Kayla Weber identified 19 high value targets during her seven-year career as an intelligence analyst for the Iowa National Guard.
Seventeen-year-old Weber graduated high school one year early and was taking classes at Des Moines Area Community College in 2007 when she was introduced to the idea of joining the military.
“It was just this idea I really latched onto,” she said. “I didn’t have a specific goal or job or anything in mind. I just had this really strong feeling that this was the direction I was supposed to be going.”
At the time, Weber was the first person in her family to join the military.
“It was a tough time for my mother and I around that period, because I was doing something she had never in her mind as a mother had planned for,” Weber said.
Her mother took four months to sign the paperwork that allowed her to join.
She graduated basic training at Fort Jackson in South Carolina on her 18th birthday.
Unlike most National Guard members, Weber went home to complete a year of college at the University of Iowa before going to advanced individual training at Fort Huachuga along the U.S. border in Arizona. She was consistently told not to worry about being deployed as most knew their deployment date about two years ahead of time.
Weber went home, enrolled in another semester of college and got in the routine of a monthly drill schedule.
She was finishing finals in May 2010 and just adopted a dog when she received notice that she would deploy in August.
She was waiting to tell her mother about the deployment until after her family’s camping trip to her hometown of Sturgeon Bay.
To her surprise, a cashier at a gas station recognized her last name on her I.D. and asked if she was being deployed. Word had gotten out around town and she had to tell her mother on the trip. The two did not speak for two weeks.
With just months to make preparations and place her dog with a friend in exchange for two gallons of milk, Weber headed to Champ Shelby in Mississippi.
What Weber did not know was that she was filling an empty slot in a different unit.
“The day before we deployed, like the day before we got on the buses to go to Mississippi, I showed up with all my gear, all my stuff ready to go and I looked around and didn’t know one single person. Not one,” she said.
Four hours later, Weber and her mother were at the family picnic. Weber stood in line bearing her name on the back of her hat when someone called out her name. She turned around to see a 6-foot-tall gentleman named Kyle giving her a toothy smile.
“My mom looked at me and said, ‘Who is that idiot screaming your name?’” she said. “He is now my husband.”
The National Guard had a program that allowed employers to shadow soldiers on training stops for two days while they prepared for deployment. Weber was asked to lead a reporter around the camp from the Des Moines Register.
The reporter turned out to be her mother.
“I think she got more of an intimate look into my career, but I think she needed it more than anyone else,” Weber said.
She said her mother understood she must love what she is doing if she is willing to do this.
One night, she took her mother to hang out with friends, one of whom was Kyle. Her mother knew that the two of them had been getting close.
“She pulled him aside and said, ‘You’re in charge of bringing her home safe.’”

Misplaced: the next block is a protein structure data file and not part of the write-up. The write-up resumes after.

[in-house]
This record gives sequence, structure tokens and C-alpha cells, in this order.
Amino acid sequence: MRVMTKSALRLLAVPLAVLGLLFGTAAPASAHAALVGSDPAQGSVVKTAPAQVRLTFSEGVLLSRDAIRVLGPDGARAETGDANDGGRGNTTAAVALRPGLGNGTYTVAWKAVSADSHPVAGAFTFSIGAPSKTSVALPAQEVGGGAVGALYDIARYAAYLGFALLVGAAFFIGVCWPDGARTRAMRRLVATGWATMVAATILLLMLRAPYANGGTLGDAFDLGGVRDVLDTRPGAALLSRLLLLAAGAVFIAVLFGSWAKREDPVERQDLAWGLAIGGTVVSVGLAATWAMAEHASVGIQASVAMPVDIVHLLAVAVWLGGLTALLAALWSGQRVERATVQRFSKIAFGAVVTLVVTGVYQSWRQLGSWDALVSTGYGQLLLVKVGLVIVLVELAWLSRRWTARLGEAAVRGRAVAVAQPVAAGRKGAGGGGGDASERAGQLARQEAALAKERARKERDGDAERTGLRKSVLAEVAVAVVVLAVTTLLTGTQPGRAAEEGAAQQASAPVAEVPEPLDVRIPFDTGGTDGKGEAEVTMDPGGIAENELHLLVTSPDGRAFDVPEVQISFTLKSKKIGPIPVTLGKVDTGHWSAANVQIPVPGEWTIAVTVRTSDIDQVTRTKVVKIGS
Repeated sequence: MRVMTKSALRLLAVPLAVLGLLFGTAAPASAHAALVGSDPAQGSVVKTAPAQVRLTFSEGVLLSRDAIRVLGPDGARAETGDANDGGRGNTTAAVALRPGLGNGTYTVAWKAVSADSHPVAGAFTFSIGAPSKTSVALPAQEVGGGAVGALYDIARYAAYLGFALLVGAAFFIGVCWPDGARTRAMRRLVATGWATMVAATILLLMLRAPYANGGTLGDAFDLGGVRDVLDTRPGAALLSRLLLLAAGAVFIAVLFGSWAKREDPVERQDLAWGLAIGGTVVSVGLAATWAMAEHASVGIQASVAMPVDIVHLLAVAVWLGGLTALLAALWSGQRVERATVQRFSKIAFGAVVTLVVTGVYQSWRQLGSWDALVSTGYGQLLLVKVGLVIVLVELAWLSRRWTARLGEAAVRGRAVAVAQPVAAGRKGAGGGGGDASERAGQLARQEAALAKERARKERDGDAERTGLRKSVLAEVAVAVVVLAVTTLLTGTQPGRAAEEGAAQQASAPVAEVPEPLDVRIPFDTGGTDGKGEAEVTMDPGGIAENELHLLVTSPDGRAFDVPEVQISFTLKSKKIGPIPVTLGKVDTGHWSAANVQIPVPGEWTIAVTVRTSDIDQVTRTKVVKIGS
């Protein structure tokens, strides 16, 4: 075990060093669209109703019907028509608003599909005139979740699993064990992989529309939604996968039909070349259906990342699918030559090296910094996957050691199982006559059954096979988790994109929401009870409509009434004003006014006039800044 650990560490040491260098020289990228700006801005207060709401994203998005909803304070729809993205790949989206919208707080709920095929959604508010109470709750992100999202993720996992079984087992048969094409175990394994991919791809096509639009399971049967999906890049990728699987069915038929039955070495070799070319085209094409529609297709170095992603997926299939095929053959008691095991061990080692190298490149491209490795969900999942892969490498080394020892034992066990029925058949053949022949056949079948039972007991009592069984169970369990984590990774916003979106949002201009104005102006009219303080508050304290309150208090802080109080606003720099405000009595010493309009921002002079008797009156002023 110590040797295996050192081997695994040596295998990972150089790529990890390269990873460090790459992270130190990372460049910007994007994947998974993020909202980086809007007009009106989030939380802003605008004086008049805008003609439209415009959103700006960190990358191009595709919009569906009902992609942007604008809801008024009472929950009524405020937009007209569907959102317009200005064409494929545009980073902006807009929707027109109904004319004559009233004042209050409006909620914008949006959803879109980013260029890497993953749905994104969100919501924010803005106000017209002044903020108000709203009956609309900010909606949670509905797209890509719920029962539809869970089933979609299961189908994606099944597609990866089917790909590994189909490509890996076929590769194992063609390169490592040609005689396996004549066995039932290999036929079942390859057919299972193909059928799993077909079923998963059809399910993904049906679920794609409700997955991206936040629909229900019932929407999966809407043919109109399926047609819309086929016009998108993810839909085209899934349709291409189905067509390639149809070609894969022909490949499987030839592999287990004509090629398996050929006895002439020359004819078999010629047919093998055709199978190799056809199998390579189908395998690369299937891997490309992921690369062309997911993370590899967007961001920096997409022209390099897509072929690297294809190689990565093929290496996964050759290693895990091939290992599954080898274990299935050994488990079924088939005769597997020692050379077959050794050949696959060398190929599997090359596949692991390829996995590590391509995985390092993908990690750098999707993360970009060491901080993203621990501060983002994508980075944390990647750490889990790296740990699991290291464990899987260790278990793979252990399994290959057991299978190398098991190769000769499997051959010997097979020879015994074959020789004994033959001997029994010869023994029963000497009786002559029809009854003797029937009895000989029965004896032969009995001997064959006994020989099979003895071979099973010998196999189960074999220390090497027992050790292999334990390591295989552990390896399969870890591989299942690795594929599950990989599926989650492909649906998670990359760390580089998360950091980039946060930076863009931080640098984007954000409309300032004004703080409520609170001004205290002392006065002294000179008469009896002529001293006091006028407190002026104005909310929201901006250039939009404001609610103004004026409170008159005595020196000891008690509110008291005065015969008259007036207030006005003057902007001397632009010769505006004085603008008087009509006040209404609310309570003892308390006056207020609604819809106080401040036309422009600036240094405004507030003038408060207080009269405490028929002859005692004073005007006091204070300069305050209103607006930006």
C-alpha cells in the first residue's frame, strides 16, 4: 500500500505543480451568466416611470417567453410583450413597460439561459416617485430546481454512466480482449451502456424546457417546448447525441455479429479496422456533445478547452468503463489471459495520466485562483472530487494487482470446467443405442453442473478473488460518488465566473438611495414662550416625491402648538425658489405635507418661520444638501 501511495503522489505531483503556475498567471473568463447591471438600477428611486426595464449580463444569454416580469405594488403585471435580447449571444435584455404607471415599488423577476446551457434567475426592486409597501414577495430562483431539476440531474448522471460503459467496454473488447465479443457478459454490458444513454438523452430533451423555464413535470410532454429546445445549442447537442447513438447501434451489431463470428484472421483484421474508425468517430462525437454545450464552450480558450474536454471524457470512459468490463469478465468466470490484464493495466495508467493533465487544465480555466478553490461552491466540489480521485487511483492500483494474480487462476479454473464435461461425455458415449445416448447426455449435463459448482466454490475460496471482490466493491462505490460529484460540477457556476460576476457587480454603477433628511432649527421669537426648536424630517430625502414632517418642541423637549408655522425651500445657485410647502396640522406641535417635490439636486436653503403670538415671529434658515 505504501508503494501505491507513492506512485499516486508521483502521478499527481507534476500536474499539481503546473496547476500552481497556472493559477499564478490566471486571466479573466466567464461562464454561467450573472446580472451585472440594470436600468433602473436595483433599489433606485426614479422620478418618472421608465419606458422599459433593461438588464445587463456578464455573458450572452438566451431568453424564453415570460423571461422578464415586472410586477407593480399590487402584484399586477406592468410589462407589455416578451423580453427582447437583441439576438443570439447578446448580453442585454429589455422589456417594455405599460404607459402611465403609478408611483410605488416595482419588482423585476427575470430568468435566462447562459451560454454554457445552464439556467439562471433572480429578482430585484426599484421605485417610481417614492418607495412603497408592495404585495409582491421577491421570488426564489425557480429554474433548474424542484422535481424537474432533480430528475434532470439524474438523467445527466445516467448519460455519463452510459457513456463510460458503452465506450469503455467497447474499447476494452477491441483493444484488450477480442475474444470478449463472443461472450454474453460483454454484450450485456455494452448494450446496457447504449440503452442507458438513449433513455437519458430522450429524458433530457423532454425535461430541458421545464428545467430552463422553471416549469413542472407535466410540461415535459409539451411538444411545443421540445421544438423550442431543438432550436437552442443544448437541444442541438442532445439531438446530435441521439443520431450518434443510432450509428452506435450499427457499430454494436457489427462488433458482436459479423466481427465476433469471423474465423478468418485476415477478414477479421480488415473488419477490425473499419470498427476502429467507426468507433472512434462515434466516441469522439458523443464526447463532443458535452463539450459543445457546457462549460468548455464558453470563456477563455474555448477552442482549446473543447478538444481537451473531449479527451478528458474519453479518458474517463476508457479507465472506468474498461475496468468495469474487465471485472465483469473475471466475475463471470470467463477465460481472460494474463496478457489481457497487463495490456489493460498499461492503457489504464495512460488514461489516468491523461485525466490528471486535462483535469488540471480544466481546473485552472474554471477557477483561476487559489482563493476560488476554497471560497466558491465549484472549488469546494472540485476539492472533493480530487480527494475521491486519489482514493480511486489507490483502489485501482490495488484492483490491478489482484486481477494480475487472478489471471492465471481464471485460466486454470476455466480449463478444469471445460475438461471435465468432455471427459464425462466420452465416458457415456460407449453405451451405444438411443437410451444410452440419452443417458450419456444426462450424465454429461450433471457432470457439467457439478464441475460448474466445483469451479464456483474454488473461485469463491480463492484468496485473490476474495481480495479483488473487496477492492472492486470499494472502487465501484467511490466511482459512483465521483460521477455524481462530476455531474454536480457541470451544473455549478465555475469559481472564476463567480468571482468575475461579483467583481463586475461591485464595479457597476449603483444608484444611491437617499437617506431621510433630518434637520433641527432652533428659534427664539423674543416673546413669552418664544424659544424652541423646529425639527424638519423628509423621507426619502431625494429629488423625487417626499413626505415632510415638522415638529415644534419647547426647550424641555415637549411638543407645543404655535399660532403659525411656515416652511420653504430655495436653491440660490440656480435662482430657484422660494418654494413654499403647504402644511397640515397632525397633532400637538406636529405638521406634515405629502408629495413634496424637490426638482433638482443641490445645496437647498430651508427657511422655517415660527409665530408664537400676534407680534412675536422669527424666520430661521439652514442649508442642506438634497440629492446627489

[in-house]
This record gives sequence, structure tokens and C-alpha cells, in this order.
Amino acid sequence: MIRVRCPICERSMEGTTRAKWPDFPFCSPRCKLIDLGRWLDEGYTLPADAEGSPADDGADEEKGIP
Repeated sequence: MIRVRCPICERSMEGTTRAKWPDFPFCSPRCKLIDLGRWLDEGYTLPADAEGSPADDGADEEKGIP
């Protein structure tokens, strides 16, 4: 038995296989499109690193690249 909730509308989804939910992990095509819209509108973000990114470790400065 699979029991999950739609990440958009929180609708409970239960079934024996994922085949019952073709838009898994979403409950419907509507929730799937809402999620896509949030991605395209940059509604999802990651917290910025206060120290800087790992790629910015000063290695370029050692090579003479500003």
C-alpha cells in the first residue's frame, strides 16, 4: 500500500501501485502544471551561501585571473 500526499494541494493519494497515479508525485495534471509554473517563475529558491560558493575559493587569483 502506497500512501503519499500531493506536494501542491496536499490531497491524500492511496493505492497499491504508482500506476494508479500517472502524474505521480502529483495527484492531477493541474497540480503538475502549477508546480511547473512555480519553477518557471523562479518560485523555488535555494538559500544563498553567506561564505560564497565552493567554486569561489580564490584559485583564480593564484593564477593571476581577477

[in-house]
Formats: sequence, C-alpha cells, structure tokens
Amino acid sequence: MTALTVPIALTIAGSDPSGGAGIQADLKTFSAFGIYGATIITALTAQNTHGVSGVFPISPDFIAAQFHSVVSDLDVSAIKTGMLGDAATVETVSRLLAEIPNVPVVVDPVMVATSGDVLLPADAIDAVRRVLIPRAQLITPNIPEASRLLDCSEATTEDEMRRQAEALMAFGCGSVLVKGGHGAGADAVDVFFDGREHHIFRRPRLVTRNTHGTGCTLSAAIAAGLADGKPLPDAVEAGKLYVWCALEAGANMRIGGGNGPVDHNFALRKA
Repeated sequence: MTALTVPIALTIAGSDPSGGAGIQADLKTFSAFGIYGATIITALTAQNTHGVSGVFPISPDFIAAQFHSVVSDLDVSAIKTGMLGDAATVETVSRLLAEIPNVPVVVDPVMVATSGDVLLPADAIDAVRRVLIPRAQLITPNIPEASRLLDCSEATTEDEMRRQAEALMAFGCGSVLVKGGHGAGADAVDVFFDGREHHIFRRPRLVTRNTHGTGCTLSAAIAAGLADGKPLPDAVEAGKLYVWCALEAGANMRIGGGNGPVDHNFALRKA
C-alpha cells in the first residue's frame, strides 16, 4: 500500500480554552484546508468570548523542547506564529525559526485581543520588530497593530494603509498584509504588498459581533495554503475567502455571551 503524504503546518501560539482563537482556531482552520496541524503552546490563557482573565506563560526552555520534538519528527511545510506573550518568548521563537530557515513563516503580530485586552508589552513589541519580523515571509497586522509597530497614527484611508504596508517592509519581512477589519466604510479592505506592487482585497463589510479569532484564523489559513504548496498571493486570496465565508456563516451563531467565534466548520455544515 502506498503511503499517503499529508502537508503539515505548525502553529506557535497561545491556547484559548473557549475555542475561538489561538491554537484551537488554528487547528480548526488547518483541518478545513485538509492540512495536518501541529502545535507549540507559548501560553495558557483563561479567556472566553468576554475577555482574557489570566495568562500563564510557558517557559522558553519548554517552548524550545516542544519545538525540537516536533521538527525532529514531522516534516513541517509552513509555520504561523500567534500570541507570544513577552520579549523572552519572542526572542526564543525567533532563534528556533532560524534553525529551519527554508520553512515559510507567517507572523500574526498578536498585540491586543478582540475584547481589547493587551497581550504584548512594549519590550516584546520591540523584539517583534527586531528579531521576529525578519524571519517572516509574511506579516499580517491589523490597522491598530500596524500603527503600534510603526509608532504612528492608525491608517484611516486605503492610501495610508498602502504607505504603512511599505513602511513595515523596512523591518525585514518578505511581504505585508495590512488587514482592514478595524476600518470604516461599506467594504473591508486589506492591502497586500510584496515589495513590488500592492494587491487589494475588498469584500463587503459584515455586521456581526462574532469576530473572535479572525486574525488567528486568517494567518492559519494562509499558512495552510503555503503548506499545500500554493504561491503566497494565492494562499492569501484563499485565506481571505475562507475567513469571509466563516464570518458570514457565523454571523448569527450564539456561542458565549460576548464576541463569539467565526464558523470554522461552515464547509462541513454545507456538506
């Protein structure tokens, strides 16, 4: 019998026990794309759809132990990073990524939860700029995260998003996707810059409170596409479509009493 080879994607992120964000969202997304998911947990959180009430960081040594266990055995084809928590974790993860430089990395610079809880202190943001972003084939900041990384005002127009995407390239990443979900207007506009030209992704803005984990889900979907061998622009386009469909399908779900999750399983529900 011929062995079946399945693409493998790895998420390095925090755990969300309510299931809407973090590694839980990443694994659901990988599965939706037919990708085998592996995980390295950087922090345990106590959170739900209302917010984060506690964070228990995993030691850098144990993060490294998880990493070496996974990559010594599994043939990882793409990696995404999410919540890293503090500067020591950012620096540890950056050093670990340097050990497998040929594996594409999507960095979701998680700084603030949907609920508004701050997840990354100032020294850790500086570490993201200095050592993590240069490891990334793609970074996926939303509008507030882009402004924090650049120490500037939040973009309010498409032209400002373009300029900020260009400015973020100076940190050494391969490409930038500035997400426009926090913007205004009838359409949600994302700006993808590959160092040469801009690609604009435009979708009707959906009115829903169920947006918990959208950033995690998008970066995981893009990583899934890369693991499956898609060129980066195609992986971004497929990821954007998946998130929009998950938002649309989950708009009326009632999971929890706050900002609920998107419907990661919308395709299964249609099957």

Weber deployed to Afghanistan with nearly 4,000 troops. She was assigned as a lethal targeting analyst of a par 1 province to collect levels of intelligence on specific people to make them high value targets.
“So basically, I’m collecting evidence on the bad guys to prove that they’re the bad guys in layman’s terms,” she said.
She worked with soldiers and troops on the ground to develop credible evidence following warfare rules and conventions to set up missions to capture or kill. She also worked closely with Kyle Weber, who was in human intelligence.
Weber wanted to know what the villages looked like. After receiving permission and writing many letters, she was able to make trips outside the wire. She did not know Kyle kept the additional burden from her mother.
“He was reluctant, and it wasn’t until later that I understood why,” she said.
On one of their trips, he jokingly tried to sell her in exchange for a camel, a story her mother was shocked to hear at their wedding.
As they moved through the town, a woman in a burka approached their group. She placed her daughter’s hand in Weber’s and darted through the crowd.
“This woman gave her daughter to me hoping that I would take her and give her a better life. That’s really hard to digest at 20,” she said.
The little girl helped the group of soldiers identify her mother, but Weber continued to think about the life the girl would have.
Weber said that while this moment changed her, the hardest part of her deployment was the five soldiers they lost. She was in his flight line of a soldier whose brother was flown in from where he was stationed in Candahar.
“We flew up to put this 19-year-old in a coffin,” she said solemnly. “We walked his body onto the plane and sent him home with his brother and his mother. That was the hardest part.”
Through the hardships, Weber deems her deployment a success.
“I had 19 high-value targets that were able to be captured or killed while I was there, which I would consider to be very successful, and then they bring you home.”
Weber was officially discharged in 2016 and struggled to find tasks like grocery shopping important again.
After multiple career changes, she began nursing school in 2017.
“It took me a long time to realize that I had found something just as important and something I was just as passionate about as the military when I found nursing,” she said.
She and her husband, who will celebrate their five-year wedding anniversary in October, moved to McFarland earlier this year and joined the American Legion Post 534. She hopes to get more young female soldiers and veterans involved.